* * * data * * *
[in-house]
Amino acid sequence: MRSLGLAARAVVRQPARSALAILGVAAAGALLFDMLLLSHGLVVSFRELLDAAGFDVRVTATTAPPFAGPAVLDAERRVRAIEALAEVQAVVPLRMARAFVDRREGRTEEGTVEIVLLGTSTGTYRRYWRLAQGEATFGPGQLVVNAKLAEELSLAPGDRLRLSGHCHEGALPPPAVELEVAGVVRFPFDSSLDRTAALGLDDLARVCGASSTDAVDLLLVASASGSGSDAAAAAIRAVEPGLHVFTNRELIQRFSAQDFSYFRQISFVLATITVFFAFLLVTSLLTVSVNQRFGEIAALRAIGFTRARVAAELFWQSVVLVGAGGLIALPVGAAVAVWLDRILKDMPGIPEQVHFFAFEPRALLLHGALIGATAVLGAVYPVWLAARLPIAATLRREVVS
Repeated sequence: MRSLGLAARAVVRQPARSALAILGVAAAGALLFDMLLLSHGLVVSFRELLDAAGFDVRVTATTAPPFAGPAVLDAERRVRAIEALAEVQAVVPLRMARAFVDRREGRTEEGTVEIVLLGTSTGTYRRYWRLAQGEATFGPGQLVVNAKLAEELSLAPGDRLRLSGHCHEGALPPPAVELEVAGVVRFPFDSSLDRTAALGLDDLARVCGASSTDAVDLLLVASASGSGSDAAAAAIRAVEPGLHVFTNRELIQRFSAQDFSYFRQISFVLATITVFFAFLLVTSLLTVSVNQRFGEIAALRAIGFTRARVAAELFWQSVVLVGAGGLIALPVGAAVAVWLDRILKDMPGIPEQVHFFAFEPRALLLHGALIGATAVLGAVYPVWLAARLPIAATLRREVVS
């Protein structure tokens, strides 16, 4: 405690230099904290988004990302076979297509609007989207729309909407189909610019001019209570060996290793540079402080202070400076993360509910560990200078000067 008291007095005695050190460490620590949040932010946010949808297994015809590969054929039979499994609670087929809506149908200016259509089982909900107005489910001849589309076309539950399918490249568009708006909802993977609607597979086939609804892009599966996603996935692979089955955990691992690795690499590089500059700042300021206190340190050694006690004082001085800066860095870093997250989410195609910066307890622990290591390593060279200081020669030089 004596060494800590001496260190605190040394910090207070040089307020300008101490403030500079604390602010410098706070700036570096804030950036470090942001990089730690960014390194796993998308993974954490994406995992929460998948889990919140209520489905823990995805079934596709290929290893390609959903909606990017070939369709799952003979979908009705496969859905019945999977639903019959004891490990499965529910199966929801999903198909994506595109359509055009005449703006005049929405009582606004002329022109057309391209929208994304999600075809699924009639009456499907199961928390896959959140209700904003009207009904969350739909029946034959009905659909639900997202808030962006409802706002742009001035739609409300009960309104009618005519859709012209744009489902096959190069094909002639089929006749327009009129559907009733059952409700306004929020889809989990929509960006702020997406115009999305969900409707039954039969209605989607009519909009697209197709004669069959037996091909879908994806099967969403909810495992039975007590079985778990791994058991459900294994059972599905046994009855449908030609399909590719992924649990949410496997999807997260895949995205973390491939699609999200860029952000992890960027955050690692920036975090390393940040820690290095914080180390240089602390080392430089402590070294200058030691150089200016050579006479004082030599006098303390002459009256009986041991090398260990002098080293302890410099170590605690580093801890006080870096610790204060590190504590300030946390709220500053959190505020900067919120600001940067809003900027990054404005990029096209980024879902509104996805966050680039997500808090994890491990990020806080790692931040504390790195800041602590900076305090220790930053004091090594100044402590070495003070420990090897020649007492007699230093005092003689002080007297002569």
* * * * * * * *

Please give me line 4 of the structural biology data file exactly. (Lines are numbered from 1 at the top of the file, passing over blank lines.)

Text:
């Protein structure tokens, strides 16, 4: 405690230099904290988004990302076979297509609007989207729309909407189909610019001019209570060996290793540079402080202070400076993360509910560990200078000067 008291007095005695050190460490620590949040932010946010949808297994015809590969054929039979499994609670087929809506149908200016259509089982909900107005489910001849589309076309539950399918490249568009708006909802993977609607597979086939609804892009599966996603996935692979089955955990691992690795690499590089500059700042300021206190340190050694006690004082001085800066860095870093997250989410195609910066307890622990290591390593060279200081020669030089 004596060494800590001496260190605190040394910090207070040089307020300008101490403030500079604390602010410098706070700036570096804030950036470090942001990089730690960014390194796993998308993974954490994406995992929460998948889990919140209520489905823990995805079934596709290929290893390609959903909606990017070939369709799952003979979908009705496969859905019945999977639903019959004891490990499965529910199966929801999903198909994506595109359509055009005449703006005049929405009582606004002329022109057309391209929208994304999600075809699924009639009456499907199961928390896959959140209700904003009207009904969350739909029946034959009905659909639900997202808030962006409802706002742009001035739609409300009960309104009618005519859709012209744009489902096959190069094909002639089929006749327009009129559907009733059952409700306004929020889809989990929509960006702020997406115009999305969900409707039954039969209605989607009519909009697209197709004669069959037996091909879908994806099967969403909810495992039975007590079985778990791994058991459900294994059972599905046994009855449908030609399909590719992924649990949410496997999807997260895949995205973390491939699609999200860029952000992890960027955050690692920036975090390393940040820690290095914080180390240089602390080392430089402590070294200058030691150089200016050579006479004082030599006098303390002459009256009986041991090398260990002098080293302890410099170590605690580093801890006080870096610790204060590190504590300030946390709220500053959190505020900067919120600001940067809003900027990054404005990029096209980024879902509104996805966050680039997500808090994890491990990020806080790692931040504390790195800041602590900076305090220790930053004091090594100044402590070495003070420990090897020649007492007699230093005092003689002080007297002569």